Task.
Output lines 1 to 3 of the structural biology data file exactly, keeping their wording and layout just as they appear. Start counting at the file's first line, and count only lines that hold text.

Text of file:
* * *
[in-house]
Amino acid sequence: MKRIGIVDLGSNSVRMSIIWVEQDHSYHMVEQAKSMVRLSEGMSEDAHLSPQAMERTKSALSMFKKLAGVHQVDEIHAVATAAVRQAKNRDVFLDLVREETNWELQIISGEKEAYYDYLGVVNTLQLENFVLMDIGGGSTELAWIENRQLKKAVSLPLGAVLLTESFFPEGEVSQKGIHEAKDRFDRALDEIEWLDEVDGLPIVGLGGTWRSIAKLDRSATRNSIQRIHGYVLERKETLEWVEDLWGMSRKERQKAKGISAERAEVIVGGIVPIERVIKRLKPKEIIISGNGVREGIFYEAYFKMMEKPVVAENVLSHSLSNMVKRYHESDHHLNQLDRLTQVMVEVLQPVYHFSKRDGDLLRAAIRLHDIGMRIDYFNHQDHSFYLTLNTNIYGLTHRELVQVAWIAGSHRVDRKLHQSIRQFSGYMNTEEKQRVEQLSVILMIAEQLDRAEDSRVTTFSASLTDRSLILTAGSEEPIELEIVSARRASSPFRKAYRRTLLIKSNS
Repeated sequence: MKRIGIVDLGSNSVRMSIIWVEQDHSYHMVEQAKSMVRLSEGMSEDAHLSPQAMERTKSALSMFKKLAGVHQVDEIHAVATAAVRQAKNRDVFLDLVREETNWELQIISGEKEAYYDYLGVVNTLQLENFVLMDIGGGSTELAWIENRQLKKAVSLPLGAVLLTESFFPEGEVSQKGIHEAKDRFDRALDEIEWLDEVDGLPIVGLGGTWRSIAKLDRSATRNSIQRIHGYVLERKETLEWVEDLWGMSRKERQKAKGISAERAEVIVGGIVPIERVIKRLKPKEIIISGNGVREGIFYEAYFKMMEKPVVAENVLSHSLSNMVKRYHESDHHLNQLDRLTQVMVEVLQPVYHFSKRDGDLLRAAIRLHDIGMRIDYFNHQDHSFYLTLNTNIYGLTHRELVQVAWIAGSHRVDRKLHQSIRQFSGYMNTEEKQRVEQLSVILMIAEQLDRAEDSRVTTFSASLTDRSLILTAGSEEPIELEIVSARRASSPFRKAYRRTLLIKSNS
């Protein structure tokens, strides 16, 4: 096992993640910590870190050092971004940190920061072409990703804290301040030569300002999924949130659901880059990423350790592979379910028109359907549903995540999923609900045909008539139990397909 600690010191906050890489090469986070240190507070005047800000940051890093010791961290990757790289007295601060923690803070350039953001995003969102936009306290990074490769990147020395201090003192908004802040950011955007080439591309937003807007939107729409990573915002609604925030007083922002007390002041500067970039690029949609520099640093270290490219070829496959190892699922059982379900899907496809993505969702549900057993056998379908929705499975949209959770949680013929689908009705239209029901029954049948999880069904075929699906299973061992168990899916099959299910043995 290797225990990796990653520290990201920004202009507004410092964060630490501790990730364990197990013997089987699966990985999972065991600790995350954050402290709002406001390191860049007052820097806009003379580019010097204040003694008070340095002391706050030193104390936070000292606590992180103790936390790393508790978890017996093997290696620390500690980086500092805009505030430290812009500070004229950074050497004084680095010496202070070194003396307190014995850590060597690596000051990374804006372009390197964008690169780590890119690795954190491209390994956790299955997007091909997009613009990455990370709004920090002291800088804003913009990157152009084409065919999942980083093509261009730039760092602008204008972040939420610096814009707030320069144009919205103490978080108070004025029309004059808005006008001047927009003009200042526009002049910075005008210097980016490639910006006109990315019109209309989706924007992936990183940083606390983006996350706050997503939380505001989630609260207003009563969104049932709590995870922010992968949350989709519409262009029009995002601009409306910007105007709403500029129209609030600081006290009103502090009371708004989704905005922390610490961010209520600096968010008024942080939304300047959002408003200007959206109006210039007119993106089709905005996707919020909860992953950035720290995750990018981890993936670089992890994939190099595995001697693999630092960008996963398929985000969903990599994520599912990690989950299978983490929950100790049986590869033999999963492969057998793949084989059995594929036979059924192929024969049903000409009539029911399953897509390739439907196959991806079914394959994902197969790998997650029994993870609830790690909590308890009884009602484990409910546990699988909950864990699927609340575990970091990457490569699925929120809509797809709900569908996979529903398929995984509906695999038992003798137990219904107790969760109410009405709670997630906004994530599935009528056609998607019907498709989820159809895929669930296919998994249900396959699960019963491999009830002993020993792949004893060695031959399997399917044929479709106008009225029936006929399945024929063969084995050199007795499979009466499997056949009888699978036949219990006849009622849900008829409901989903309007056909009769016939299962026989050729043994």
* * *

[in-house]
Amino acid sequence: MKRIGIVDLGSNSVRMSIIWVEQDHSYHMVEQAKSMVRLSEGMSEDAHLSPQAMERTKSALSMFKKLAGVHQVDEIHAVATAAVRQAKNRDVFLDLVREETNWELQIISGEKEAYYDYLGVVNTLQLENFVLMDIGGGSTELAWIENRQLKKAVSLPLGAVLLTESFFPEGEVSQKGIHEAKDRFDRALDEIEWLDEVDGLPIVGLGGTWRSIAKLDRSATRNSIQRIHGYVLERKETLEWVEDLWGMSRKERQKAKGISAERAEVIVGGIVPIERVIKRLKPKEIIISGNGVREGIFYEAYFKMMEKPVVAENVLSHSLSNMVKRYHESDHHLNQLDRLTQVMVEVLQPVYHFSKRDGDLLRAAIRLHDIGMRIDYFNHQDHSFYLTLNTNIYGLTHRELVQVAWIAGSHRVDRKLHQSIRQFSGYMNTEEKQRVEQLSVILMIAEQLDRAEDSRVTTFSASLTDRSLILTAGSEEPIELEIVSARRASSPFRKAYRRTLLIKSNS
Repeated sequence: MKRIGIVDLGSNSVRMSIIWVEQDHSYHMVEQAKSMVRLSEGMSEDAHLSPQAMERTKSALSMFKKLAGVHQVDEIHAVATAAVRQAKNRDVFLDLVREETNWELQIISGEKEAYYDYLGVVNTLQLENFVLMDIGGGSTELAWIENRQLKKAVSLPLGAVLLTESFFPEGEVSQKGIHEAKDRFDRALDEIEWLDEVDGLPIVGLGGTWRSIAKLDRSATRNSIQRIHGYVLERKETLEWVEDLWGMSRKERQKAKGISAERAEVIVGGIVPIERVIKRLKPKEIIISGNGVREGIFYEAYFKMMEKPVVAENVLSHSLSNMVKRYHESDHHLNQLDRLTQVMVEVLQPVYHFSKRDGDLLRAAIRLHDIGMRIDYFNHQDHSFYLTLNTNIYGLTHRELVQVAWIAGSHRVDRKLHQSIRQFSGYMNTEEKQRVEQLSVILMIAEQLDRAEDSRVTTFSASLTDRSLILTAGSEEPIELEIVSARRASSPFRKAYRRTLLIKSNS